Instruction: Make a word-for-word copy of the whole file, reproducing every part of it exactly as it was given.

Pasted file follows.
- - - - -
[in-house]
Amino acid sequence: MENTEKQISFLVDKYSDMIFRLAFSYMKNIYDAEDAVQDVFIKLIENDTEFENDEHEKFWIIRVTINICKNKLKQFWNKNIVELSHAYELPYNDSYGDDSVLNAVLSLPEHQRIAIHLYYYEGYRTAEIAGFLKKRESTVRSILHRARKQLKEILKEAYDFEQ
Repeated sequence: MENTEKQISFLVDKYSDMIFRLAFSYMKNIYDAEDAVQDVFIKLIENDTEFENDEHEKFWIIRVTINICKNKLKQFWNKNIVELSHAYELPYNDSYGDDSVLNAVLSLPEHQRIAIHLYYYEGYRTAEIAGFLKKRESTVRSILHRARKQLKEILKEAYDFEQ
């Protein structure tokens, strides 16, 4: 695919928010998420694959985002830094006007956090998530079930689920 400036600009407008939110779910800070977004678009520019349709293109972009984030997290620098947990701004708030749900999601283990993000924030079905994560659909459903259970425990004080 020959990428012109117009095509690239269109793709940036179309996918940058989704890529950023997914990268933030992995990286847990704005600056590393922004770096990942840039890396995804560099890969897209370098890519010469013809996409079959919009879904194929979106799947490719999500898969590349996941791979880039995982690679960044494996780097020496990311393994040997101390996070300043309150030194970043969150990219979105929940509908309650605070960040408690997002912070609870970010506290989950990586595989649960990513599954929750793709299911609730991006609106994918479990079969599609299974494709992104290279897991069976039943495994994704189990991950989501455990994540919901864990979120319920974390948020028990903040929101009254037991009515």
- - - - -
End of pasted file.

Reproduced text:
[in-house]
Amino acid sequence: MENTEKQISFLVDKYSDMIFRLAFSYMKNIYDAEDAVQDVFIKLIENDTEFENDEHEKFWIIRVTINICKNKLKQFWNKNIVELSHAYELPYNDSYGDDSVLNAVLSLPEHQRIAIHLYYYEGYRTAEIAGFLKKRESTVRSILHRARKQLKEILKEAYDFEQ
Repeated sequence: MENTEKQISFLVDKYSDMIFRLAFSYMKNIYDAEDAVQDVFIKLIENDTEFENDEHEKFWIIRVTINICKNKLKQFWNKNIVELSHAYELPYNDSYGDDSVLNAVLSLPEHQRIAIHLYYYEGYRTAEIAGFLKKRESTVRSILHRARKQLKEILKEAYDFEQ
């Protein structure tokens, strides 16, 4: 695919928010998420694959985002830094006007956090998530079930689920 400036600009407008939110779910800070977004678009520019349709293109972009984030997290620098947990701004708030749900999601283990993000924030079905994560659909459903259970425990004080 020959990428012109117009095509690239269109793709940036179309996918940058989704890529950023997914990268933030992995990286847990704005600056590393922004770096990942840039890396995804560099890969897209370098890519010469013809996409079959919009879904194929979106799947490719999500898969590349996941791979880039995982690679960044494996780097020496990311393994040997101390996070300043309150030194970043969150990219979105929940509908309650605070960040408690997002912070609870970010506290989950990586595989649960990513599954929750793709299911609730991006609106994918479990079969599609299974494709992104290279897991069976039943495994994704189990991950989501455990994540919901864990979120319920974390948020028990903040929101009254037991009515």